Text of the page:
Service of Process

The Due Process clauses in the United States Constitution prohibit courts from exercising personal jurisdiction over a defendant unless the defendant has proper notice of the court's proceedings. To meet this rule, courts require plaintiffs to arrange for defendants to be served with a court summons and a copy of the plaintiffs' complaint. These papers are collectively called process.

Typically, it is not enough to simply mail process to the defendant. The summons and complaint must be either given directly to defendants or left with a suitable person at their home or place of business. Service may usually be performed by any adult who is not a party to the lawsuit. Plaintiffs typically hire professional process servers to serve defendants.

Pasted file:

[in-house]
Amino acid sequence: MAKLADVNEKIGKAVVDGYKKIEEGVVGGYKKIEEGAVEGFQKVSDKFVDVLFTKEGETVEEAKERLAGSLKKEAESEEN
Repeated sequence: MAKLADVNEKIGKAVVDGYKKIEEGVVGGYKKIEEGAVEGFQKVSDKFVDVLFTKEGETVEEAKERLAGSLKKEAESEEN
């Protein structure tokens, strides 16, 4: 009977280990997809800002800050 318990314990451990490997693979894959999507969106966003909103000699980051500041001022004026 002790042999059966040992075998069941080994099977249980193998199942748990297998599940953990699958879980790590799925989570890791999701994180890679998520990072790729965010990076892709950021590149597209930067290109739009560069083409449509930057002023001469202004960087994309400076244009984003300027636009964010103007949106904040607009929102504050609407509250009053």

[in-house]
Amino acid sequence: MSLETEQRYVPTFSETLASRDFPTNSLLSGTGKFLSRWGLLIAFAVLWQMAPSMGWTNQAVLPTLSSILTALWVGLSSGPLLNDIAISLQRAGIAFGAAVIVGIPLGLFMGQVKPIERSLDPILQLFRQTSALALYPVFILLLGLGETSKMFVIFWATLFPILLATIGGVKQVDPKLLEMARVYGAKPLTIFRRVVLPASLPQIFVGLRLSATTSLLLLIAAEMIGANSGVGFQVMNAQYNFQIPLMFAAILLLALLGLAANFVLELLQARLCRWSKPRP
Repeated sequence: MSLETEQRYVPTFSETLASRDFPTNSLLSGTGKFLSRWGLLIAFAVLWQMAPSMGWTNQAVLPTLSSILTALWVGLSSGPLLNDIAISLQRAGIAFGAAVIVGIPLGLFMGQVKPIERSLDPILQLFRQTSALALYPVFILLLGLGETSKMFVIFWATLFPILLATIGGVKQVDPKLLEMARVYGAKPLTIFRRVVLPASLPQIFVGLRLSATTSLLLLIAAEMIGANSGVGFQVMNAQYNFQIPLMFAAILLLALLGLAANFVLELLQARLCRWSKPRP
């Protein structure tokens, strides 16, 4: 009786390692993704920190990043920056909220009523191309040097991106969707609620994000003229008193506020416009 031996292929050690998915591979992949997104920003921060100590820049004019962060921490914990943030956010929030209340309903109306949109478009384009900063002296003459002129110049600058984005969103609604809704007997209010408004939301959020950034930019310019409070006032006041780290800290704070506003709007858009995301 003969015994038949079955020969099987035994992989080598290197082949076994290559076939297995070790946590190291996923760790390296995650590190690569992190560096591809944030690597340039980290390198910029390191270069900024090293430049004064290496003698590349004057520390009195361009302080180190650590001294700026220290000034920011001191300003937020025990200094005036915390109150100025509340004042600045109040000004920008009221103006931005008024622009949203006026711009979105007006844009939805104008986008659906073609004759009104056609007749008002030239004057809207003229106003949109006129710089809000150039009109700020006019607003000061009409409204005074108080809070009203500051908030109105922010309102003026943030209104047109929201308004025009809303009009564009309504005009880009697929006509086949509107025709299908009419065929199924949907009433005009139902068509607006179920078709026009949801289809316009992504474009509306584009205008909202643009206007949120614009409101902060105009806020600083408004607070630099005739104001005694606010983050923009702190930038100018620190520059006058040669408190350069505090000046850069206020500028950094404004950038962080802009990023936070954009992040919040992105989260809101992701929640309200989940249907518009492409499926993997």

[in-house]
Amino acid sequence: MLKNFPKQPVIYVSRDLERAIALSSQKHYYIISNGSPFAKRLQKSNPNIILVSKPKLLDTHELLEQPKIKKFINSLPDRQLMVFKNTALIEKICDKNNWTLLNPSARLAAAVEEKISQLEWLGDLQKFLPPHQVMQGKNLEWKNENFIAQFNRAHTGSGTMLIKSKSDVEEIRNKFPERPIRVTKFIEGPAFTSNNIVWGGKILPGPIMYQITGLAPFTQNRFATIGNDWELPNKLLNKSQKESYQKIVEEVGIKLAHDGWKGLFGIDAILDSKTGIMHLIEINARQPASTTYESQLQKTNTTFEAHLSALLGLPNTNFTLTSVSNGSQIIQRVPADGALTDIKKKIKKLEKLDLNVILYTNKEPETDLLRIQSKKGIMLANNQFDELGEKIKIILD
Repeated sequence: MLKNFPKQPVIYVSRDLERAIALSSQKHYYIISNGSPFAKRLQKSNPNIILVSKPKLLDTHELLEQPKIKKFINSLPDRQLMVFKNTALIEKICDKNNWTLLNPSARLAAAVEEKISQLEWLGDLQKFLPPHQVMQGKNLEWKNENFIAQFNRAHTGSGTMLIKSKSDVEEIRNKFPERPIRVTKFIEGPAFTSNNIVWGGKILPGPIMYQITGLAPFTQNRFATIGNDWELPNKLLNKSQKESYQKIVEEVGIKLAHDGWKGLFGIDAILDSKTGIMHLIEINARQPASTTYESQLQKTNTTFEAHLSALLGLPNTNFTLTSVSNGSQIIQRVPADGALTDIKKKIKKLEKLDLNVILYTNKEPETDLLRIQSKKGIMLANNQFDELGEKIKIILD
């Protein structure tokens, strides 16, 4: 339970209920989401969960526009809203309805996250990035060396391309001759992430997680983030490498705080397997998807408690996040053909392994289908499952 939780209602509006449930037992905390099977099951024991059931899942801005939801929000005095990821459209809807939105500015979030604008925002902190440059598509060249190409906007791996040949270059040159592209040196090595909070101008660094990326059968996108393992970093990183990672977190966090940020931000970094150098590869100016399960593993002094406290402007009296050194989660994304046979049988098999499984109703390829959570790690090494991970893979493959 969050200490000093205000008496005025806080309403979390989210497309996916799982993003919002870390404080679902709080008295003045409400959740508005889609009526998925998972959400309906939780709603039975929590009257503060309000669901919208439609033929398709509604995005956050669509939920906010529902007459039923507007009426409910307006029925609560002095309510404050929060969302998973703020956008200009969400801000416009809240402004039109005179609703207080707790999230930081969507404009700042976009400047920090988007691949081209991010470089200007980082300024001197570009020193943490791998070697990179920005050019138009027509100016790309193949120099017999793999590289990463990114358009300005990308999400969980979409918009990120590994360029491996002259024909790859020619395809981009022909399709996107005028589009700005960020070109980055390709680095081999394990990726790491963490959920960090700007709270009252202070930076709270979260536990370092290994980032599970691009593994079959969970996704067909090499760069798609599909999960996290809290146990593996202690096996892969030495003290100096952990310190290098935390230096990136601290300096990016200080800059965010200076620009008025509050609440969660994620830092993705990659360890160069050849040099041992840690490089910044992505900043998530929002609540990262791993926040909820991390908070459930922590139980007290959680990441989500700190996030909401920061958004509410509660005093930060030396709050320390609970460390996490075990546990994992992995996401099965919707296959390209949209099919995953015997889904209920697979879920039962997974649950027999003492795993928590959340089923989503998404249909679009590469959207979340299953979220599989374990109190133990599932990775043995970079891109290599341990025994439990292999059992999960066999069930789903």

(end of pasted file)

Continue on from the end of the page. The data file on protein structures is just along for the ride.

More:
Service of Process is the procedure by which a party to a lawsuit gives an appropriate notice of initial legal action to another party (such as a defendant), court, or administrative body in an effort to exercise jurisdiction over that person so as to enable that person to respond to the proceeding before the court, body, or other tribunal.

Notice is furnished by delivering a set of court documents (called "process") to the person to be served.